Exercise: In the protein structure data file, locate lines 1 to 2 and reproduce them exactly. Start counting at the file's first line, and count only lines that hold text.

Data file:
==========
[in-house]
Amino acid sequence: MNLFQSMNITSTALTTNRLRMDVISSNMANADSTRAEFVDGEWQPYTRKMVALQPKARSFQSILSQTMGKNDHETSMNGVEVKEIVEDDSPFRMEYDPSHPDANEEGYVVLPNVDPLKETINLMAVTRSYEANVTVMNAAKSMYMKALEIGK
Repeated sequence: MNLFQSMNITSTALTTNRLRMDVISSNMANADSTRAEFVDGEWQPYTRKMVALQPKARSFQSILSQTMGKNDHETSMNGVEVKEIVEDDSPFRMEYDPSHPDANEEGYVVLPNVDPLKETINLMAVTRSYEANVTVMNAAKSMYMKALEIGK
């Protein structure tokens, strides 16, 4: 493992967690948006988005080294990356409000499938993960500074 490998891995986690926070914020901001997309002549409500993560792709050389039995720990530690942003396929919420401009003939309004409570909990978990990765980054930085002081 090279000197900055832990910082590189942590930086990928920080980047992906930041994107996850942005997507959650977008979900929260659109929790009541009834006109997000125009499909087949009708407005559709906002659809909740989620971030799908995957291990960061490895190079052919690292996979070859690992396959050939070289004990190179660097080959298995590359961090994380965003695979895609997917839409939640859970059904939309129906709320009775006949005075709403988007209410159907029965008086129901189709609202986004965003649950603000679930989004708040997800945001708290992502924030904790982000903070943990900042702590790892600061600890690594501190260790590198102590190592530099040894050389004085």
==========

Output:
[in-house]
Amino acid sequence: MNLFQSMNITSTALTTNRLRMDVISSNMANADSTRAEFVDGEWQPYTRKMVALQPKARSFQSILSQTMGKNDHETSMNGVEVKEIVEDDSPFRMEYDPSHPDANEEGYVVLPNVDPLKETINLMAVTRSYEANVTVMNAAKSMYMKALEIGK